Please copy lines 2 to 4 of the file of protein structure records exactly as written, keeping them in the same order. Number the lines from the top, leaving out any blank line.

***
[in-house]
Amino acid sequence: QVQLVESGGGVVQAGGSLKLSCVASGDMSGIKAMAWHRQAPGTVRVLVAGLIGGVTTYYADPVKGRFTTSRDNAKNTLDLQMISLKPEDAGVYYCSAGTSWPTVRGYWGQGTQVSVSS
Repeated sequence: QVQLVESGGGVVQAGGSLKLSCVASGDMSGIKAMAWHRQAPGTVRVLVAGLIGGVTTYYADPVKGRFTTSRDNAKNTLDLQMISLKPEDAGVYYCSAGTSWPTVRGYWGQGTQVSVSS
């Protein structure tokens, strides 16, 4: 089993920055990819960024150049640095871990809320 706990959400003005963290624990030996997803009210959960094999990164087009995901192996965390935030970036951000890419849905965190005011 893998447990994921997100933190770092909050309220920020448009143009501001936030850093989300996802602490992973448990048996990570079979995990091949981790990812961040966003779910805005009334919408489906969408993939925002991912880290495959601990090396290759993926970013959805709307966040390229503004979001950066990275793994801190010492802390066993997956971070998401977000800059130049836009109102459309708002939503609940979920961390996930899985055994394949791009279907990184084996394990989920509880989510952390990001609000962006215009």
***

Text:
Amino acid sequence: QVQLVESGGGVVQAGGSLKLSCVASGDMSGIKAMAWHRQAPGTVRVLVAGLIGGVTTYYADPVKGRFTTSRDNAKNTLDLQMISLKPEDAGVYYCSAGTSWPTVRGYWGQGTQVSVSS
Repeated sequence: QVQLVESGGGVVQAGGSLKLSCVASGDMSGIKAMAWHRQAPGTVRVLVAGLIGGVTTYYADPVKGRFTTSRDNAKNTLDLQMISLKPEDAGVYYCSAGTSWPTVRGYWGQGTQVSVSS
């Protein structure tokens, strides 16, 4: 089993920055990819960024150049640095871990809320 706990959400003005963290624990030996997803009210959960094999990164087009995901192996965390935030970036951000890419849905965190005011 893998447990994921997100933190770092909050309220920020448009143009501001936030850093989300996802602490992973448990048996990570079979995990091949981790990812961040966003779910805005009334919408489906969408993939925002991912880290495959601990090396290759993926970013959805709307966040390229503004979001950066990275793994801190010492802390066993997956971070998401977000800059130049836009109102459309708002939503609940979920961390996930899985055994394949791009279907990184084996394990989920509880989510952390990001609000962006215009």